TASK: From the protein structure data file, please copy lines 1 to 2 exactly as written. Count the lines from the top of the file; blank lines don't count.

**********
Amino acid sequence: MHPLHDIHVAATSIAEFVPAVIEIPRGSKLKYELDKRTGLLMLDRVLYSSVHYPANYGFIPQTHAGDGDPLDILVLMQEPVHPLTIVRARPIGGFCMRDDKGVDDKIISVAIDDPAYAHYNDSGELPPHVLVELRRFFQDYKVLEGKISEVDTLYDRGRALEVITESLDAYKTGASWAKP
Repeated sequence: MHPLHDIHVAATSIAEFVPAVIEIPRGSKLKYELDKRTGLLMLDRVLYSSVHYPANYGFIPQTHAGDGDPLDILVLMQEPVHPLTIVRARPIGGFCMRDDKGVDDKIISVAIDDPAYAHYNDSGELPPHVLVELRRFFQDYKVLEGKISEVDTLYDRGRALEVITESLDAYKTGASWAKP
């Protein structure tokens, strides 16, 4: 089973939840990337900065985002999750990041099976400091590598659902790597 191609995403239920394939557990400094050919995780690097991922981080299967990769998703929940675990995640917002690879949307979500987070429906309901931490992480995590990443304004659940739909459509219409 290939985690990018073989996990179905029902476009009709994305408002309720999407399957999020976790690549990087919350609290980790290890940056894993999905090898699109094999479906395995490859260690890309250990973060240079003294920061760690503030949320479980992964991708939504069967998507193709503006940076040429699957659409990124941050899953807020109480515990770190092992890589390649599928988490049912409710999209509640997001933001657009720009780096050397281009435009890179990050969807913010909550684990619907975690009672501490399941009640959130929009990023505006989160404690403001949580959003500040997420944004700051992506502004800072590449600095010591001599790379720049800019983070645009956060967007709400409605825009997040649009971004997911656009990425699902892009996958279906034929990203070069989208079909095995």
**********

Amino acid sequence: MHPLHDIHVAATSIAEFVPAVIEIPRGSKLKYELDKRTGLLMLDRVLYSSVHYPANYGFIPQTHAGDGDPLDILVLMQEPVHPLTIVRARPIGGFCMRDDKGVDDKIISVAIDDPAYAHYNDSGELPPHVLVELRRFFQDYKVLEGKISEVDTLYDRGRALEVITESLDAYKTGASWAKP
Repeated sequence: MHPLHDIHVAATSIAEFVPAVIEIPRGSKLKYELDKRTGLLMLDRVLYSSVHYPANYGFIPQTHAGDGDPLDILVLMQEPVHPLTIVRARPIGGFCMRDDKGVDDKIISVAIDDPAYAHYNDSGELPPHVLVELRRFFQDYKVLEGKISEVDTLYDRGRALEVITESLDAYKTGASWAKP